Poet Ocean Vuong's debut novel is a letter from a son to a mother who cannot read. Written when the speaker, Little Dog, is in his late twenties, the letter unearths a family's history that began before he was born—a history whose epicenter is rooted in Vietnam—and serves as a doorway into parts of his life his mother has never known.
May 31 marks the 200th anniversary of Walt Whitman’s birth, and the best present we could possibly receive is Ocean Vuong’s debut novel ... with his radical approach to form and his daring mix of personal reflection, historical recollection and sexual exploration, Vuong is surely a literary descendant of the author of Leaves of Grass. Emerging from the most marginalized circumstances, he has produced a lyrical work of self-discovery that’s shockingly intimate and insistently universal ... this narrative flows—rushing from one anecdote to another, swirling past and present, constantly swelling with poignancy ... At times, the tension between Little Dog’s passion and his concern seems to explode the very structure of traditional narrative, and the pages break apart into the lines of an evocative prose poem—not so much briefly gorgeous as permanently stunning ... Kindness and wisdom, always flickering through these pages, begin to accrue more thickly. The healing that finally arrives is fraught with pain and paradox, but no less welcome and remarkable.
The poems from his book Night Sky With Exit Wounds expose raw hurt, love and joy, and in performing them, he demonstrated the confidence required to reveal himself. Vuong does the same in his compelling, emotional first novel ... Vuong as a writer is daring. He goes where the hurt is, creating a novel saturated with yearning and ache. Little Dog is turned inside out by his search for validation, and Vuong imbues his quest with meaning that extends beyond the personal ... Vuong refuses to be embarrassed. He transforms the emotional, the visceral, the individual into the political in an unforgettable–indeed, gorgeous–novel, a book that seeks to affect its readers as profoundly as Little Dog is affected, not only by his lover but also by the person who brought him into the world[.]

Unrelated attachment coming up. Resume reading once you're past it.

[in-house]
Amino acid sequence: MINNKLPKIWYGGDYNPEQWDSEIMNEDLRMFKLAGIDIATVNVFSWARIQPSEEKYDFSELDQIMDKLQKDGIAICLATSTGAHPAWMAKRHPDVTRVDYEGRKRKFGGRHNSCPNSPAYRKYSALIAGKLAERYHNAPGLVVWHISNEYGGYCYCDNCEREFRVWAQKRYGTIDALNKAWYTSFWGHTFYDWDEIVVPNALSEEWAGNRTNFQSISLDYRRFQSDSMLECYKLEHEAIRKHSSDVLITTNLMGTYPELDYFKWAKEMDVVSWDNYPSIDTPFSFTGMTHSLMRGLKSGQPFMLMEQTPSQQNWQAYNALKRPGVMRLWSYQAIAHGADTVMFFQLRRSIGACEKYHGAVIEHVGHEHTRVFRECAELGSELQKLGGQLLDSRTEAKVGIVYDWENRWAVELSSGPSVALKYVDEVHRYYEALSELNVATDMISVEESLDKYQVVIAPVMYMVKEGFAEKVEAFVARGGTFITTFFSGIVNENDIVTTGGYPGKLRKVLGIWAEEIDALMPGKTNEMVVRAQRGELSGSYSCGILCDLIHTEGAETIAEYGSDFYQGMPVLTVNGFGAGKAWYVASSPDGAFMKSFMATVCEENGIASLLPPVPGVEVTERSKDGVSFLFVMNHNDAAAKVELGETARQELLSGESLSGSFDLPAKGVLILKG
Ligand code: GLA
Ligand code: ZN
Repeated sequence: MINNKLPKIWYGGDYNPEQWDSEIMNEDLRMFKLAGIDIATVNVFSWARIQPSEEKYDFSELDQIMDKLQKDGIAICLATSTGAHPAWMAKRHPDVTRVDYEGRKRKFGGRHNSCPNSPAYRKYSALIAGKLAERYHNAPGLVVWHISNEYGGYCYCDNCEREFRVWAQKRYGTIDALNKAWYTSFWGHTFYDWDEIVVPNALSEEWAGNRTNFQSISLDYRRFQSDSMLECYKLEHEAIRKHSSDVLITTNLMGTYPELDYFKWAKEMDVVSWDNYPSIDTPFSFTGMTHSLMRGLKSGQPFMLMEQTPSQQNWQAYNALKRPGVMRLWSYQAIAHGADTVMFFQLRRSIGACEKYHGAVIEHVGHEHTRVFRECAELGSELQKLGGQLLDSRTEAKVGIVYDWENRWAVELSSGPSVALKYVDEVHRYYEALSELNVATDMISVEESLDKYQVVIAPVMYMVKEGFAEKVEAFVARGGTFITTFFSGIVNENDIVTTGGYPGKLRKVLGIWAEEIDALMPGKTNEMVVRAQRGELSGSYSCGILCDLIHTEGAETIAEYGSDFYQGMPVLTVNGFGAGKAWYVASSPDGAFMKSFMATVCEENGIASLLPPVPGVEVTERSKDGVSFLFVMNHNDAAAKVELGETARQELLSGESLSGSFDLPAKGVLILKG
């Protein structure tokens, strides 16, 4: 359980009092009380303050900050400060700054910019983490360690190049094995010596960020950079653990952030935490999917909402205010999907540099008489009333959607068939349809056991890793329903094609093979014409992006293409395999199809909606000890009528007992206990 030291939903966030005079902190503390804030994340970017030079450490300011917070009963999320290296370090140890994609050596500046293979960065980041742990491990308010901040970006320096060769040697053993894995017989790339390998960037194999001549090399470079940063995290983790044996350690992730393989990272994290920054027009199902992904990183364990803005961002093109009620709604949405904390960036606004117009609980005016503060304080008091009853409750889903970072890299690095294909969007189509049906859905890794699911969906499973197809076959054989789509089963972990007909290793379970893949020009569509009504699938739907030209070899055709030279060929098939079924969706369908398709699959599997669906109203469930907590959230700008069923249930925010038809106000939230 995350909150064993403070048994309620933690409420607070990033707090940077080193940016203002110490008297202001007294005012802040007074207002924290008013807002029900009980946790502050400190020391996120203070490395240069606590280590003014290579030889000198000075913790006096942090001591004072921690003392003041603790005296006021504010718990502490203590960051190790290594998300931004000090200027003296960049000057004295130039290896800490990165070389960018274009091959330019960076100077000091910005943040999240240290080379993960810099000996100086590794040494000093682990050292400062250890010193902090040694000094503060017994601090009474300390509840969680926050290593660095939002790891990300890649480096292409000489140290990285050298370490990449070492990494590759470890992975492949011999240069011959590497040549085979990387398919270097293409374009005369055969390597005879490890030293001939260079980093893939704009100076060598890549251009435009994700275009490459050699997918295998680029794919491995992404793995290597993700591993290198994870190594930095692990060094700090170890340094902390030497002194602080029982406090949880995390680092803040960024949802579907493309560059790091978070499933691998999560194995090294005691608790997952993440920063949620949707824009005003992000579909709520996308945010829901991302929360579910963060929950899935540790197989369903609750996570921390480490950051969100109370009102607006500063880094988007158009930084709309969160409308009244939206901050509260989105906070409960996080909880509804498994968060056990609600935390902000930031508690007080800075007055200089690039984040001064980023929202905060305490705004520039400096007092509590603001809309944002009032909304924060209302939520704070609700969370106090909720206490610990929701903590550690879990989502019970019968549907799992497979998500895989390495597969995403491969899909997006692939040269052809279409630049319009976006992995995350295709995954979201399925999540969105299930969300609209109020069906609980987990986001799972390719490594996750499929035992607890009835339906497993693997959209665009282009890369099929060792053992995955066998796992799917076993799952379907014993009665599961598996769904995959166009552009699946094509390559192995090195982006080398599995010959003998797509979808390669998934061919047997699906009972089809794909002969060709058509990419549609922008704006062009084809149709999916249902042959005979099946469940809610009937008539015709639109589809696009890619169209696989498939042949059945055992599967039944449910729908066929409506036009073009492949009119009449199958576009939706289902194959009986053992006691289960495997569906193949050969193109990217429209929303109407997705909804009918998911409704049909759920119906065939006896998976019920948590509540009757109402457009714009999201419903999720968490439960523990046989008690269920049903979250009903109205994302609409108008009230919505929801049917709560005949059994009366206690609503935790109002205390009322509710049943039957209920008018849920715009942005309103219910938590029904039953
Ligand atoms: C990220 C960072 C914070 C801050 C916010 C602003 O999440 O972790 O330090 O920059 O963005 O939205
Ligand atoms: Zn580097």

Vuong uses language to conjure wholeness from a situation that language has already broken, and will continue to break; loss and survival are always twinned ... The structural hallmarks of Vuong’s poetry—his skill with elision, juxtaposition, and sequencing—shape the novel ... Success as a writer is the mostly unspoken end point of Little Dog’s story: readers who know Vuong’s biography will assume it, and those who don’t will infer it from the strength of the book’s language ... Reading On Earth We’re Briefly Gorgeous can feel like watching an act of endurance art, or a slow, strange piece of magic in which bones become sonatas, to borrow one of Vuong’s metaphors ... Like the Beijing-born novelist Yiyun Li, Vuong has a fondness for the sort of wordplay that involves noticing odd accidents in the language that he had to consciously learn ... Lines like these risk preciousness, but Vuong’s earnestness is overpowering ... In the context of those conferences, Vuong’s story seems extraordinary. But, while Vuong himself is exceptional, much of his experience is not unusual.